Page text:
2005- it’s crazy hard to believe that was 8 years ago. My first son was born early on that year so I spent most of the year in an early parenting haze, but the music of ’05 is still very memorable and helped energize me through those often sleepless nights and days. Listening to much of the music today- it feels both of a slightly different era and very much tied to the music of today. America has just seen the re-election of W. Bush and was in the midst of Hurricane Katrina and it’s aftermath by year’s end. The middle of the oughts saw the decentralization of the music business- away from terrestrial radio and MTV and toward artist’s websites, e fanzines, and influential music blogs like Pitchfork. As a result a number of bands on indie labels received great exposure that they likely would not have received previously. Digital music was also becoming increasingly prominent, with the iTunes store dominating the competition, along with many illegal free music sites allowing people to sample vast quantities of music, as they never had before. As a result, the walls separating musical genres began to come down and indie rock kids started listening to more dance music and pop, as well as metal etc… As someone who has always loved many different genres of music (at least since my later high school years) this change made and continues to make me very happy.
Even though it wasn’t that long ago I wasn’t sure how 2005 would stack up against the other post-millennium years. I’m a big fan of that whole decade of music but the years tend to run together a bit because we don’t yet have much distance from them. Like most years I have reviewed for my blog, 2005 was better than expected. ’05 delivered three absolute classics, but then a slew (25 or so) very great to near classic albums. M.I.A.’s major label debut “Arular” is at the head of the pack of the 3 classics and its blend of world music, hip hop, pop & dance made her music the newest, freshest sound going. Sufjan Stevens 2nd (and last so far) State concept album “Illinois” is nearly perfect and still his best album by a mile. Kanye West 2nd album “Late Registration” bettered his great debut album and remained his best album until “My Beautiful Dark Twisted Fantasy” trumped it in the next decade.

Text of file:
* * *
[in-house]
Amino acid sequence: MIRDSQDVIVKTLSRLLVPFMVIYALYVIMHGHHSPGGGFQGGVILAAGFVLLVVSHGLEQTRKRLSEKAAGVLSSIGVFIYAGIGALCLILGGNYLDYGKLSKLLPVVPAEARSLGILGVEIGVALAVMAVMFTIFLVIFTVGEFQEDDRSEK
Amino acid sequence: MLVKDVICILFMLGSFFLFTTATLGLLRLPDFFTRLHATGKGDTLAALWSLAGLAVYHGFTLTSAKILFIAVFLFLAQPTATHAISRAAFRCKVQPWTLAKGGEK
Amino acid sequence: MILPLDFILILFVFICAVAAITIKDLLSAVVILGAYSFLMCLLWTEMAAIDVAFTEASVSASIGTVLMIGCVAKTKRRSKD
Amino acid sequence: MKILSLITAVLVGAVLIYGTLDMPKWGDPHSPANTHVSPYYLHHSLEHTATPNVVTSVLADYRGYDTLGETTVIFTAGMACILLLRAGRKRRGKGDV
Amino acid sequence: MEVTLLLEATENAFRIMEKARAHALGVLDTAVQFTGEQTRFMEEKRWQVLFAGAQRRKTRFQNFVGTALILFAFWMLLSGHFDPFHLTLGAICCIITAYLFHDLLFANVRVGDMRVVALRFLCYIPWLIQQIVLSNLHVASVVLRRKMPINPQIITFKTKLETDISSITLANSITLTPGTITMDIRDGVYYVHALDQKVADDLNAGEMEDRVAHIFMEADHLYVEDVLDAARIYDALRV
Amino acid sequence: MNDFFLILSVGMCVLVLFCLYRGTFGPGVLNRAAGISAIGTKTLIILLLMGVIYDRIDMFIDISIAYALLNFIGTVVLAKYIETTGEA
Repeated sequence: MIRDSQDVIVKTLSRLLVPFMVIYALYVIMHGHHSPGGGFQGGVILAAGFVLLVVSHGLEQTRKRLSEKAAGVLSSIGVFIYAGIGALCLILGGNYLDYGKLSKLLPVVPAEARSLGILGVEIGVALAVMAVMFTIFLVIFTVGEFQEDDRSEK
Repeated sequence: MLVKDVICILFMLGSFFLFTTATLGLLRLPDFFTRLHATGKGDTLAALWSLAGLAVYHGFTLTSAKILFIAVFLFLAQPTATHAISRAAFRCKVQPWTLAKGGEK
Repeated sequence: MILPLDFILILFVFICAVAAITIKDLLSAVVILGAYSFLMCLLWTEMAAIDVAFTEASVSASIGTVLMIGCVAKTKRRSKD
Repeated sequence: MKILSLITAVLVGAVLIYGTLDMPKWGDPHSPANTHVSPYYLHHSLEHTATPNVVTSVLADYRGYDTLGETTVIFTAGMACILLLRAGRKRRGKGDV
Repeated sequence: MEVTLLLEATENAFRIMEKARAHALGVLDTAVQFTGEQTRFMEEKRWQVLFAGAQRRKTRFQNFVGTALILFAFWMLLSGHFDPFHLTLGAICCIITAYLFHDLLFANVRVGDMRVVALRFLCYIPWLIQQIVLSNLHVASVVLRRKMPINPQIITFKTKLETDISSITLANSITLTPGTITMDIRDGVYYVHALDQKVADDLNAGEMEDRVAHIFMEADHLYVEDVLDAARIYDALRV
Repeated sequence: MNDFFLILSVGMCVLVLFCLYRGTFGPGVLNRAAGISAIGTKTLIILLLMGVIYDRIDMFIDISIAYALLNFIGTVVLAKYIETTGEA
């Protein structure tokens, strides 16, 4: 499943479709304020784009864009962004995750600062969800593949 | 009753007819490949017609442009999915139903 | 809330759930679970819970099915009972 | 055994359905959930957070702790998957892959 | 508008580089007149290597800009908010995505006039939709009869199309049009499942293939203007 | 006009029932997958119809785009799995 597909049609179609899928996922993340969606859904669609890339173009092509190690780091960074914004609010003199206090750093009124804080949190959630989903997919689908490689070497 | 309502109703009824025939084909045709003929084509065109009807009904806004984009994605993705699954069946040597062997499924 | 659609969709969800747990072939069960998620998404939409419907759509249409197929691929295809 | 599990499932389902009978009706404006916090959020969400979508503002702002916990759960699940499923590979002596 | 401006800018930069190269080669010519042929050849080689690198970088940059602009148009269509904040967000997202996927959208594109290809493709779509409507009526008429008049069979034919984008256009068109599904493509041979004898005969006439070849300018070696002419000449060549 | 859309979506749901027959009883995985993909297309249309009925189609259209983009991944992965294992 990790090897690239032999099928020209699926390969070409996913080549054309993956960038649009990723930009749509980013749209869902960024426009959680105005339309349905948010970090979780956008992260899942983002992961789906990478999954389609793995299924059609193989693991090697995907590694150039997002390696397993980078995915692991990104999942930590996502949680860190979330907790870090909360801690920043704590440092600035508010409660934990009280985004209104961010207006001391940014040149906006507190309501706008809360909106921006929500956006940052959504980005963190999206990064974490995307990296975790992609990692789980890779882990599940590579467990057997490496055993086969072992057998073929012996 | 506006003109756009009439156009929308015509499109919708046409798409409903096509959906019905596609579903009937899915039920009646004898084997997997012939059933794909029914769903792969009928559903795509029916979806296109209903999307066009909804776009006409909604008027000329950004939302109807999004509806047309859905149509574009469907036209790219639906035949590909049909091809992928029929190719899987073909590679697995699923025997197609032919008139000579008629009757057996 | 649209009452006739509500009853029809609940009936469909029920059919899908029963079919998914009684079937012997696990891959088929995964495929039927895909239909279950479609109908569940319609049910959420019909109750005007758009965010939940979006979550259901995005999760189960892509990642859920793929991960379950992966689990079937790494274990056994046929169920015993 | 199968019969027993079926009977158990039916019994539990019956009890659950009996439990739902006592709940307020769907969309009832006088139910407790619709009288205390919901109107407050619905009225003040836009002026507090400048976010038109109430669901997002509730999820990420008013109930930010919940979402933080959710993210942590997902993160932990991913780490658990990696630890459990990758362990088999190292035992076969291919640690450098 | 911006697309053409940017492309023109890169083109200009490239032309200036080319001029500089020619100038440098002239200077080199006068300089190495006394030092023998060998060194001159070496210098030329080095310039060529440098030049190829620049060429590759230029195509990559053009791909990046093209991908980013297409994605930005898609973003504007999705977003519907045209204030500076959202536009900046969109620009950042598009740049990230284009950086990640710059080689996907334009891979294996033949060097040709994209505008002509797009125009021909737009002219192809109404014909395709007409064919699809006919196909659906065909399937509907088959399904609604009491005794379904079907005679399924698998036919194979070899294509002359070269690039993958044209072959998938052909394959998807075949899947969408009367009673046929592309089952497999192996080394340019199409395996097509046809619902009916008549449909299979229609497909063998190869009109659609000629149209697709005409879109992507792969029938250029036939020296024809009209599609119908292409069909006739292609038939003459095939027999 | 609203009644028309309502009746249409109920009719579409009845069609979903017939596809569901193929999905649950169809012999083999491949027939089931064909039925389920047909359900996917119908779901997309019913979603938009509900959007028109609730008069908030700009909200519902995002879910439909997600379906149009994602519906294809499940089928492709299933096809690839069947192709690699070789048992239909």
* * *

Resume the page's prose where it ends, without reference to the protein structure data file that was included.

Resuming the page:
Rap & Hip Hop still dominated the commercial landscape in ’05. In addition to West, Young Jeezy’s “Thug Motivation” (his debut) was a huge success and cashed in on the coke-rap produced by rappers like Raekwon from the Wu-Tang Clan & Va. Beach natives Clipse. Clipse released their 2nd mixed tape “We Bought It For Cheap Vol. 2”, anticipating the onslaught of rap mixtapes to come once the genres commercial fortunes began to wane. Perhaps the biggest commercial story of ’05 was the emergence of Lil Wayne. The New Orleans rapper had been around since his teenage years in the late 90’s, but his ’05 album “Tha Carter II” considerably upped his status and he was soon thought to be the best rapper in the game. In Chicago, Common released his best album in years with “Be”, enlisting Kanye as a producer and guest rapper on many of its tracks. Though L.A. had certainly fallen by the wayside since it’s golden era of Tupac, Dre, Snoop & Deathrow Records, young rapper The Game released his debut “The Documentary”, containing the great single “Hate It Or Love It” with 50 Cent rapping the hook. In the dirty south longtime Memphis rappers Three-Six Mafia achieved their biggest success with “Most Known Unknown” which includes the awesome “Stay Fly” single.